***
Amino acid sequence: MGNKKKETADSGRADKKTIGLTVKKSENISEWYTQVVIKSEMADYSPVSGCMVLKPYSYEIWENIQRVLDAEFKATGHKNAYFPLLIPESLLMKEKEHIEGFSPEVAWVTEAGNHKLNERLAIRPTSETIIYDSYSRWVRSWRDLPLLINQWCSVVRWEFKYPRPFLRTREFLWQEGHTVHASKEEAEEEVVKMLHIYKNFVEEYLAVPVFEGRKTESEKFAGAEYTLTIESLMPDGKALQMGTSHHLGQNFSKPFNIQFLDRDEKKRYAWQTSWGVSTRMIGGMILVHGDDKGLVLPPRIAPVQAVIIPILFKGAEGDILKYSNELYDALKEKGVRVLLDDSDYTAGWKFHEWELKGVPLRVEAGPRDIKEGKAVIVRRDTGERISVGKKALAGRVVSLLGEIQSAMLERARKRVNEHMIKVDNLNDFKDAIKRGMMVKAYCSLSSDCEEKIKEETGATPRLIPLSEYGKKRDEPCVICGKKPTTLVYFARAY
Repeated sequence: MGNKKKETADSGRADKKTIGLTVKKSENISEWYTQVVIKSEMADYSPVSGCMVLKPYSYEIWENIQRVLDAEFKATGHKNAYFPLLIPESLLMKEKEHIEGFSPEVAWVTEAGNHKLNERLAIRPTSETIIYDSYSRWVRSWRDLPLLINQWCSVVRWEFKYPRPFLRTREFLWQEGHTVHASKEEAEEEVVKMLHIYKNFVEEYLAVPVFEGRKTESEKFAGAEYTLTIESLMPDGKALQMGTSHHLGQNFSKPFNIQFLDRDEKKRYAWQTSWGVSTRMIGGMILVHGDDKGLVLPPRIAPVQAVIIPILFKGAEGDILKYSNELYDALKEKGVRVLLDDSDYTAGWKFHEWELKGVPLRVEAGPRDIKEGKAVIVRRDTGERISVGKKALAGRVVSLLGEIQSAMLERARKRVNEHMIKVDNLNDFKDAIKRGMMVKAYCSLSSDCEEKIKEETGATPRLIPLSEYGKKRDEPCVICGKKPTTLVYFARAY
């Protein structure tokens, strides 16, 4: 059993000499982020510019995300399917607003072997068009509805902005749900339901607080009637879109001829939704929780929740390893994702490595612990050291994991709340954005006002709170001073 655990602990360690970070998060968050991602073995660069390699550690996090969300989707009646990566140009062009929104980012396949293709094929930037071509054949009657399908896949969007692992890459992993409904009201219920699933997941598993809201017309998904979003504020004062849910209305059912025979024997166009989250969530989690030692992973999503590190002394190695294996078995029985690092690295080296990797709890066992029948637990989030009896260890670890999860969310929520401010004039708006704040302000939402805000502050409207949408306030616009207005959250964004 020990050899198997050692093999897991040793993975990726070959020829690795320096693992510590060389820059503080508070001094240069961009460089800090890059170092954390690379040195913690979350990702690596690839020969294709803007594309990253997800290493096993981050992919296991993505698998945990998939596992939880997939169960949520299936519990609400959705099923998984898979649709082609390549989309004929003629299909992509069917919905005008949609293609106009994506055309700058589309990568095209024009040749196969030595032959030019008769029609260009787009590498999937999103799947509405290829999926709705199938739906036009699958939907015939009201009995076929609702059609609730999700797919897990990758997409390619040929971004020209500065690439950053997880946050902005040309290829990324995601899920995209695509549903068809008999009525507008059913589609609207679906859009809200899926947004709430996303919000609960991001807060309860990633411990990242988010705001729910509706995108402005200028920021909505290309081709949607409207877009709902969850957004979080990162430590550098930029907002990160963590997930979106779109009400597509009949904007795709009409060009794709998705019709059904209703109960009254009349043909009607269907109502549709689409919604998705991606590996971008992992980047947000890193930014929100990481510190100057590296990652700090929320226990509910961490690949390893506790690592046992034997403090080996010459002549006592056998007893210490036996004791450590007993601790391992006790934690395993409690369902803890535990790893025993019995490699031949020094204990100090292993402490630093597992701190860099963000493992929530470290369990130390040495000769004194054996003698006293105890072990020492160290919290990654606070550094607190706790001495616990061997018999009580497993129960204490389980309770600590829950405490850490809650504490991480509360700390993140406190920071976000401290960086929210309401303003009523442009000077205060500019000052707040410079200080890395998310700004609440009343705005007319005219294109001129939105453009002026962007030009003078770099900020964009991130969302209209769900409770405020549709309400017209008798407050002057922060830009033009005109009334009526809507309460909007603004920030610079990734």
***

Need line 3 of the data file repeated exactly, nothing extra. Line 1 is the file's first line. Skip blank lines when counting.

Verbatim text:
């Protein structure tokens, strides 16, 4: 059993000499982020510019995300399917607003072997068009509805902005749900339901607080009637879109001829939704929780929740390893994702490595612990050291994991709340954005006002709170001073 655990602990360690970070998060968050991602073995660069390699550690996090969300989707009646990566140009062009929104980012396949293709094929930037071509054949009657399908896949969007692992890459992993409904009201219920699933997941598993809201017309998904979003504020004062849910209305059912025979024997166009989250969530989690030692992973999503590190002394190695294996078995029985690092690295080296990797709890066992029948637990989030009896260890670890999860969310929520401010004039708006704040302000939402805000502050409207949408306030616009207005959250964004 020990050899198997050692093999897991040793993975990726070959020829690795320096693992510590060389820059503080508070001094240069961009460089800090890059170092954390690379040195913690979350990702690596690839020969294709803007594309990253997800290493096993981050992919296991993505698998945990998939596992939880997939169960949520299936519990609400959705099923998984898979649709082609390549989309004929003629299909992509069917919905005008949609293609106009994506055309700058589309990568095209024009040749196969030595032959030019008769029609260009787009590498999937999103799947509405290829999926709705199938739906036009699958939907015939009201009995076929609702059609609730999700797919897990990758997409390619040929971004020209500065690439950053997880946050902005040309290829990324995601899920995209695509549903068809008999009525507008059913589609609207679906859009809200899926947004709430996303919000609960991001807060309860990633411990990242988010705001729910509706995108402005200028920021909505290309081709949607409207877009709902969850957004979080990162430590550098930029907002990160963590997930979106779109009400597509009949904007795709009409060009794709998705019709059904209703109960009254009349043909009607269907109502549709689409919604998705991606590996971008992992980047947000890193930014929100990481510190100057590296990652700090929320226990509910961490690949390893506790690592046992034997403090080996010459002549006592056998007893210490036996004791450590007993601790391992006790934690395993409690369902803890535990790893025993019995490699031949020094204990100090292993402490630093597992701190860099963000493992929530470290369990130390040495000769004194054996003698006293105890072990020492160290919290990654606070550094607190706790001495616990061997018999009580497993129960204490389980309770600590829950405490850490809650504490991480509360700390993140406190920071976000401290960086929210309401303003009523442009000077205060500019000052707040410079200080890395998310700004609440009343705005007319005219294109001129939105453009002026962007030009003078770099900020964009991130969302209209769900409770405020549709309400017209008798407050002057922060830009033009005109009334009526809507309460909007603004920030610079990734």